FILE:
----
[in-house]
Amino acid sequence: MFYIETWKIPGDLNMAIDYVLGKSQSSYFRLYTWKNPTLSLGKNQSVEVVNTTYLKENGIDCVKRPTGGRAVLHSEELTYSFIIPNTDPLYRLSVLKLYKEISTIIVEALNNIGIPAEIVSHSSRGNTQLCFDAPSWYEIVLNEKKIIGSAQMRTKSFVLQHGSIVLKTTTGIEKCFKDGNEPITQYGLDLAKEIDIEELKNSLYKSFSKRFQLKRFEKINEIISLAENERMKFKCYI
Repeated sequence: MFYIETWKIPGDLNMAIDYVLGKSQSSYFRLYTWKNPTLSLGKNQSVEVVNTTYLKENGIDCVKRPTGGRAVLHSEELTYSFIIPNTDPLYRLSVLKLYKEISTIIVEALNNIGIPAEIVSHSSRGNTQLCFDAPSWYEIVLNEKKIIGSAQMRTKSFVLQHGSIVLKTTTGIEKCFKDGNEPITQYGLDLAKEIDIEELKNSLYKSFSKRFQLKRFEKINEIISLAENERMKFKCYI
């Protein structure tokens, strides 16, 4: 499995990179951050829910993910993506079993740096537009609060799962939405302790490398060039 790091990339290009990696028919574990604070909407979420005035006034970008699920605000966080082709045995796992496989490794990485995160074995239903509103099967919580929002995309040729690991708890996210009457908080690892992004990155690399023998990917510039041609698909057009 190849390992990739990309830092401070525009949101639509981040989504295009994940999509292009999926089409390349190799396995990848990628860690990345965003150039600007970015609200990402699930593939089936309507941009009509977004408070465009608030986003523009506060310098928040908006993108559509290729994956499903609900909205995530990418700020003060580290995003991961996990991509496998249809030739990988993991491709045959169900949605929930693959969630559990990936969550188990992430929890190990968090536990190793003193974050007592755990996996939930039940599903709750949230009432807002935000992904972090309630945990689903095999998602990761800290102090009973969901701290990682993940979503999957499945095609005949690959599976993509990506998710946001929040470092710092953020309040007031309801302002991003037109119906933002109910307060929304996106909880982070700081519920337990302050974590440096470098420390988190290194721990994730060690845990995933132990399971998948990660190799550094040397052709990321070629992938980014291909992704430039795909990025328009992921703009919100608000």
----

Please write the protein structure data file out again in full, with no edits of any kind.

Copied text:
[in-house]
Amino acid sequence: MFYIETWKIPGDLNMAIDYVLGKSQSSYFRLYTWKNPTLSLGKNQSVEVVNTTYLKENGIDCVKRPTGGRAVLHSEELTYSFIIPNTDPLYRLSVLKLYKEISTIIVEALNNIGIPAEIVSHSSRGNTQLCFDAPSWYEIVLNEKKIIGSAQMRTKSFVLQHGSIVLKTTTGIEKCFKDGNEPITQYGLDLAKEIDIEELKNSLYKSFSKRFQLKRFEKINEIISLAENERMKFKCYI
Repeated sequence: MFYIETWKIPGDLNMAIDYVLGKSQSSYFRLYTWKNPTLSLGKNQSVEVVNTTYLKENGIDCVKRPTGGRAVLHSEELTYSFIIPNTDPLYRLSVLKLYKEISTIIVEALNNIGIPAEIVSHSSRGNTQLCFDAPSWYEIVLNEKKIIGSAQMRTKSFVLQHGSIVLKTTTGIEKCFKDGNEPITQYGLDLAKEIDIEELKNSLYKSFSKRFQLKRFEKINEIISLAENERMKFKCYI
């Protein structure tokens, strides 16, 4: 499995990179951050829910993910993506079993740096537009609060799962939405302790490398060039 790091990339290009990696028919574990604070909407979420005035006034970008699920605000966080082709045995796992496989490794990485995160074995239903509103099967919580929002995309040729690991708890996210009457908080690892992004990155690399023998990917510039041609698909057009 190849390992990739990309830092401070525009949101639509981040989504295009994940999509292009999926089409390349190799396995990848990628860690990345965003150039600007970015609200990402699930593939089936309507941009009509977004408070465009608030986003523009506060310098928040908006993108559509290729994956499903609900909205995530990418700020003060580290995003991961996990991509496998249809030739990988993991491709045959169900949605929930693959969630559990990936969550188990992430929890190990968090536990190793003193974050007592755990996996939930039940599903709750949230009432807002935000992904972090309630945990689903095999998602990761800290102090009973969901701290990682993940979503999957499945095609005949690959599976993509990506998710946001929040470092710092953020309040007031309801302002991003037109119906933002109910307060929304996106909880982070700081519920337990302050974590440096470098420390988190290194721990994730060690845990995933132990399971998948990660190799550094040397052709990321070629992938980014291909992704430039795909990025328009992921703009919100608000």